Arable News

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Agronomy update – Maize drilling must be spot on

Maize drilling must be spot on – Maize establishment, cereal fungicide sprays and grass management all need tackling in the next couple of weeks.
Ideally maize drilling shouldnt begin until soil temperatures reach a minimum of 8C, advises Agrovista agronomist Craig Green. Maize is set to get off to a flying start this season across the eastern counties. Most fields were pulled down and ready to go several weeks ago, reports Norfolk-based Agrovista agronomist Craig Green, who will be looking after about 1,850ha (4,500 acres) of the crop this season. Seedbeds should be warm and relatively moist. Ideally drilling shouldnt begin until soil temperatures reach a minimum of 8C and are rising to ensure rapid emergence and strong early growth up to four or five leaves. Heavy land growers should wait until soils reach 12C. That wont pose too much of a problem this season on most soils; even if growers did have to wait, todays modern, early-maturing and high-yielding hybrids will buy extra time with little if any yield penalty. To help growers get the timing spot on, KWS has just launched a free live maize soil temperature service which allows growers and advisers to access readings based on their postcode, says Craig (see Farmers Guide April edition, p17).
Maize is very sensitive to soil compaction, but most growers in the region will have had plenty of time to sort out problems, he notes. Seedbeds should be deep and loose with a reasonable proportion of smaller clods on top to avoid capping. Soils should not be overworked. You only want enough tilth to cover the seed.
Small maize plants are very sensitive to competition, so good early weed control is vital, says Craig. Where annual meadowgrass and broad-leaved weeds predominate, pendimethalin applied pre-emergence will form a strong base.
If no pre-emergence spray was used, an early post-emergence spray is vital to prevent early competition, he says. A low rate of Templar (bromoxynil + terbuthylazine) at 1 litre/ha applied at the 23 leaf stage of the crop will take out small flushes of broad-leaved weeds.
Callisto (mesotrione) can be applied at the main timing of 4 true leaves for the remaining broad-leaved weeds, or Elumis (mesotrione + nicosulfuron) which broadens the spectrum to include grass weed control. There are, however, restrictions for following crops including sugar beet and beans, Craig notes.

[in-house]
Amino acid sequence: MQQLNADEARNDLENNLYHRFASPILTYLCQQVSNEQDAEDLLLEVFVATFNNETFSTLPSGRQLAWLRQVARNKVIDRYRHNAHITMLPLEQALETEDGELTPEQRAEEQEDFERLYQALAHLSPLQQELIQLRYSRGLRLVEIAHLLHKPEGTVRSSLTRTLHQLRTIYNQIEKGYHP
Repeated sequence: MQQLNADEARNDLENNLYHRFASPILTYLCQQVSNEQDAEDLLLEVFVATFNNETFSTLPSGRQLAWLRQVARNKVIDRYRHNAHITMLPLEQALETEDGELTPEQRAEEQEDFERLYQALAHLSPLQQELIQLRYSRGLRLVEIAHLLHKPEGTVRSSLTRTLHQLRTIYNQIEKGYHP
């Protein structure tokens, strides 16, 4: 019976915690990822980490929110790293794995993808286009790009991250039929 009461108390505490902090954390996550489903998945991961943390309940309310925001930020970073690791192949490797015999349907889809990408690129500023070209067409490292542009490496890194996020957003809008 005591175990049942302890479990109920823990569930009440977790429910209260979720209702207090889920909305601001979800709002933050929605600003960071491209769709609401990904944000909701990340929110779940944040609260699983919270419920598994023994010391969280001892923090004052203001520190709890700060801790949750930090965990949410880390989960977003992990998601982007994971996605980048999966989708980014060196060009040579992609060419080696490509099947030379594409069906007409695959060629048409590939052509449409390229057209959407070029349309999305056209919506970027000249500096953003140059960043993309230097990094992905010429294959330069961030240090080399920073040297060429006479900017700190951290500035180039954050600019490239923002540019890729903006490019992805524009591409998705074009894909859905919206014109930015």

Grassland is now growing away quickly. Farmers need to think about ragwort control. Forefront T (aminopyralid + triclopyr) is a good choice for grazed pastures, otherwise Thrust (2,4-D + dicamba) could be used.
For dock control use products based around fluroxypyr such as Doxstar Pro (fluroxypyr + triclopyr). Watch harvest intervals though this may mean having to take the first silage cut and treating regrowth.

Planning for T2Wheat growers must include a mix of SDHI and triazole chemistry in their T2 plans, Craig believes. Crops are full of potential this year being lush, thick and green and we need to keep the pressure on disease. Ill recommend Librax partnered by Ennobe (epoxiconazole + prochloraz) at varying rates depending on disease and variety. Librax contains fluxapyroxad, plus metconazole to help broaden the spectrum.
The SDHI and mixed triazoles form a broad and robust treatment with added formulation benefits. I may also consider adding a multisite fungicide such as chlorothalonil or folpet to boost protectant activity and to help resistance stewardship.
Craig also recommends a leaf analysis to ensure crops have the nutrients they need. This will be more important than usual this season given the lush state of crops.
The nutrient to watch at this stage is magnesium, which is important for chlorophyll production in the flag leaf, which drives yield. A test costs about 20. Some thick crops could remain prone to lodging, despite having had a two-stage PGR programme. Risk will depend on variety, how thick the crop is, the presence of stem-based disease and the fertility of the site. If there is a doubt I will include Strate (2-chloroethylphosphonic acid + chlormequat) at T2. T2s will be going on to winter barleys in the next few days. Jaunt (fluoxastrobin + prothioconazole + trifloxystrobin) is favoured, though Craig will also try Librax following its approval on the crop. T2 is critical in barley to keep the awns green for as long as possible to drive yield. At 0.75 litres/ha Librax is a new SDHI offering to the barley crop, whereas Jaunt or Siltra Xpro are well established, and so it will be interesting to see how it fares. *Craig Green is an agronomist with Agrovista and is based at Great Ellingham, Norfolk ([email protected])  Other crops: Spring barley 
– Mild winter and late stubbles means there is plenty of disease inoculum.
– Apply robust T1 to ensure clean start and to keep crops disease-free to T2 (Jaunt plus Fielder (chlorothalonil + proquinazid) if mildew is present). OSR
– Flowering could be protracted this season.
– Plan for a late-flowering sclerotinia spray Recital contains fluopyram, an SDHI which optimises greening, helping seed set and pod fill. Other choices include Filan (boscalid).

  • Written by: Farmers Guide
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